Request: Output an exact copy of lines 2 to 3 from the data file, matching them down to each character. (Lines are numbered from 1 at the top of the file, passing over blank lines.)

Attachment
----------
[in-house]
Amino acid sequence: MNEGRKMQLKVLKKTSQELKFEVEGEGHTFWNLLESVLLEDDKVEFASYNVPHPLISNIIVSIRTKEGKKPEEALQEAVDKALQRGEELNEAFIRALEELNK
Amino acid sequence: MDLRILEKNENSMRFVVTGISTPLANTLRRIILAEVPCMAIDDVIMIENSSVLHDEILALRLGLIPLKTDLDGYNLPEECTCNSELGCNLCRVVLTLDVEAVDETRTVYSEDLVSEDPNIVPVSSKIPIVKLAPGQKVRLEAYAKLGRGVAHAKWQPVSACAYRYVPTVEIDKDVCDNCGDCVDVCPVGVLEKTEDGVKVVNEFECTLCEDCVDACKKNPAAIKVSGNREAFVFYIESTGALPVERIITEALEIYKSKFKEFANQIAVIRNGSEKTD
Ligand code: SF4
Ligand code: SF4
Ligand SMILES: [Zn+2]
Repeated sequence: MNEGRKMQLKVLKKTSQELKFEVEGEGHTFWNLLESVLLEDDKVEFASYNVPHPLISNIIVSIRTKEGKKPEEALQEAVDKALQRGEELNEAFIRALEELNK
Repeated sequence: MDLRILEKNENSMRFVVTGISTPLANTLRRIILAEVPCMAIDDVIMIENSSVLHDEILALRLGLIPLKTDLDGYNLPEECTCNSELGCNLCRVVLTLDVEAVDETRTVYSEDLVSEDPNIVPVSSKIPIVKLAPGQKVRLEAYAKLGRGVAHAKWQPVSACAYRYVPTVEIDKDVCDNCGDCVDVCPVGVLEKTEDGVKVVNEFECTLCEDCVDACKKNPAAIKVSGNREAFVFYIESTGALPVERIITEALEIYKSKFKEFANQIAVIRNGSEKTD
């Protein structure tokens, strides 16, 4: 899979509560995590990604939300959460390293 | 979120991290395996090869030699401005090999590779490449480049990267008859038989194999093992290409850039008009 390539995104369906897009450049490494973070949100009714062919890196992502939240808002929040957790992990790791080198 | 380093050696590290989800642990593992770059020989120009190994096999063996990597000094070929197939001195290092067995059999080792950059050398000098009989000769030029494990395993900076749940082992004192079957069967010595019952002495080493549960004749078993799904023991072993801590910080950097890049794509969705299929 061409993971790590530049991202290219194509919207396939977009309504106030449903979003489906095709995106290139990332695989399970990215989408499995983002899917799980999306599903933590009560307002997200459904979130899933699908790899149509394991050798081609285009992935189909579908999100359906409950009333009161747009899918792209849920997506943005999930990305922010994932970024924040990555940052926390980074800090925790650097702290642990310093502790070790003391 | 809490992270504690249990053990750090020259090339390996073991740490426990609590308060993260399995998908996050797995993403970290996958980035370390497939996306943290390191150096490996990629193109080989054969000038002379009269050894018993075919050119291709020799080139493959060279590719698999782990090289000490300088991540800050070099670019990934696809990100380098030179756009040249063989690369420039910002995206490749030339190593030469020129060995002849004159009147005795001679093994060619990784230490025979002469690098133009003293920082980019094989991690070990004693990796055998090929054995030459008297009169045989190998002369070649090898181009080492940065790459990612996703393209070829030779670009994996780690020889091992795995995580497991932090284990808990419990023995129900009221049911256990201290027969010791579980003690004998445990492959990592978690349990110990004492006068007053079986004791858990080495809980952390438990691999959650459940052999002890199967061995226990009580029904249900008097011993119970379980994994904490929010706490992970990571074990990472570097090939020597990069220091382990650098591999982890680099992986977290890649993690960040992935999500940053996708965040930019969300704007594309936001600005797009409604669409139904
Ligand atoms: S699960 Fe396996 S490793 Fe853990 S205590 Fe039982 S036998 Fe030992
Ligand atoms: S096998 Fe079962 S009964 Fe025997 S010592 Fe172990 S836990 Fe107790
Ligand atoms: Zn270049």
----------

Amino acid sequence: MNEGRKMQLKVLKKTSQELKFEVEGEGHTFWNLLESVLLEDDKVEFASYNVPHPLISNIIVSIRTKEGKKPEEALQEAVDKALQRGEELNEAFIRALEELNK
Amino acid sequence: MDLRILEKNENSMRFVVTGISTPLANTLRRIILAEVPCMAIDDVIMIENSSVLHDEILALRLGLIPLKTDLDGYNLPEECTCNSELGCNLCRVVLTLDVEAVDETRTVYSEDLVSEDPNIVPVSSKIPIVKLAPGQKVRLEAYAKLGRGVAHAKWQPVSACAYRYVPTVEIDKDVCDNCGDCVDVCPVGVLEKTEDGVKVVNEFECTLCEDCVDACKKNPAAIKVSGNREAFVFYIESTGALPVERIITEALEIYKSKFKEFANQIAVIRNGSEKTD